Rec Pier Chop House
These days, we seem to find ourselves much more impressed with the spectacle of the setting than we are with yet another chef’s ability to “innovate” a plate of short-rib risotto. And the hotel’s Rec Pier Chop House is pure theater, making histrionic use of a mammoth, genuinely jaw-dropping brick-walled space. Still and all it is an Andrew Carmellini restaurant; so the refined modern Italian menu includes octopus alla brace, olive oil poached halibut, trofie alla Genovese, and dry-aged steaks from James River, VA and Donnely Ranch, NE. It’s definitely also about the food here.
But we enjoyed nothing so much as lingering over a plate of affetati misti (chef’s selection of cheeses and salumi) and a Rec Pier Espresso Martini – made with Nardini grappa – amidst the almost Old Europe grandiosity of the restaurant’s elegantly styled lounge area, with its plush armchairs and neo-gothic chandeliers. Taking our drinks out into the courtyard, we also discovered a vending machine stocked extravagantly with bottles of Veuve Clicqout champagne – which, as amenities go, we decided is far more fab than bath butlers and in-room cocktail making kits.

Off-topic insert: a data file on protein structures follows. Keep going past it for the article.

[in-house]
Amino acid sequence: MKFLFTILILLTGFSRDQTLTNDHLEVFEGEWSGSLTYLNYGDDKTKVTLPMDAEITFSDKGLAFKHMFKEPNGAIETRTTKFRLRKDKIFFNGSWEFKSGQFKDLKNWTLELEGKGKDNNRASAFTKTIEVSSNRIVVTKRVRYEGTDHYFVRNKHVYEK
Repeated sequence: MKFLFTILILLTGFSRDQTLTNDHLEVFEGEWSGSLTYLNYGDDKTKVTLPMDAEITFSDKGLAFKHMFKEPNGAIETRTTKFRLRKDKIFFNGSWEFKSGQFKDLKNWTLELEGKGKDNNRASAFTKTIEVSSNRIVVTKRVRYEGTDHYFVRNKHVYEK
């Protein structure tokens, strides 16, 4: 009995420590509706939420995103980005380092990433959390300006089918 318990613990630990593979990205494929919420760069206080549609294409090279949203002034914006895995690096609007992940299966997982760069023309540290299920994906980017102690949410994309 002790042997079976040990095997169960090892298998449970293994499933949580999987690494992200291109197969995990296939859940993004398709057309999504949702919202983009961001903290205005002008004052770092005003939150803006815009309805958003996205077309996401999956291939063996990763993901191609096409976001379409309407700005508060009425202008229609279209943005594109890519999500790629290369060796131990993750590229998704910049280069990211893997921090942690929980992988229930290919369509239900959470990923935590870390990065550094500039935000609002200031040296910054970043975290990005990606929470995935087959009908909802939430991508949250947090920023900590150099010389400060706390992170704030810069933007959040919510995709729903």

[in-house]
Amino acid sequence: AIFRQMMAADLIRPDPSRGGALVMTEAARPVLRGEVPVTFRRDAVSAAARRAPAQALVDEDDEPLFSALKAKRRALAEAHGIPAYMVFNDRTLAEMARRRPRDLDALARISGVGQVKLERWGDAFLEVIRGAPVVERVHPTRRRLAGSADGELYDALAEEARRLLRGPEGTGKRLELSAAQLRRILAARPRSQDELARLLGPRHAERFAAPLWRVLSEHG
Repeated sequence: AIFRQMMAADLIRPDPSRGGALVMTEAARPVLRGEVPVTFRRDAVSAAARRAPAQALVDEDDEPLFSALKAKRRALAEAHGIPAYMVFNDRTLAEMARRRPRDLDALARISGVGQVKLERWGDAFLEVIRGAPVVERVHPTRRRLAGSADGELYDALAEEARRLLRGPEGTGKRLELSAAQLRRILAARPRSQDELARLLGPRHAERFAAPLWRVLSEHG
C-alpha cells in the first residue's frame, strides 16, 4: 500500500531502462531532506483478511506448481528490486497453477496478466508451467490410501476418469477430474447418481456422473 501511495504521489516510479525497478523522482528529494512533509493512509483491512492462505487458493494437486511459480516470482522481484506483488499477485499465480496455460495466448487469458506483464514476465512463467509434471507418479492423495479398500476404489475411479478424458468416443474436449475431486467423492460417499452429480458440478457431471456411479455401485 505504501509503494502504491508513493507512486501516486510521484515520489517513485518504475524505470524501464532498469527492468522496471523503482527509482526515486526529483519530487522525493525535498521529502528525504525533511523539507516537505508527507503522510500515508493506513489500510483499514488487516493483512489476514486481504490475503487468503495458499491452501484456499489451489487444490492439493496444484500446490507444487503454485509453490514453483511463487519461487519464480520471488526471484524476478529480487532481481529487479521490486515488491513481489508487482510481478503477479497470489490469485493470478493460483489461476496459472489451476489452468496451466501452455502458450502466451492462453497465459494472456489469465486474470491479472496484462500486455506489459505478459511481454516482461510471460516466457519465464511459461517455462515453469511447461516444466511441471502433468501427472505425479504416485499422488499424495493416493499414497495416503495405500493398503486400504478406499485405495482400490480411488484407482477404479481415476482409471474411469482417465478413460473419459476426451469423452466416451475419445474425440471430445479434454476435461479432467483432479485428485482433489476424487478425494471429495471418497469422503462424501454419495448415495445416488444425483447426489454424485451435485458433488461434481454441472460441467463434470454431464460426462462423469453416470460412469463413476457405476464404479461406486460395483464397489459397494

Installing an infinity pool in a Baltimore luxury hotel is not likely an idea that has crossed all too many of even the greatest minds. Yet there it was, guarded by those aforementioned canons, looking across the harbor to the Under Armour tower – possibly the only pool whose distinguishing feature is the possibility of watching ships come and go as one takes a dip. Naturally, it had to have a bar; but certain historical protections meant that it could not be a permanent fixture. And so drinks, very appropriately, are served from a shipping container dropped onto the site.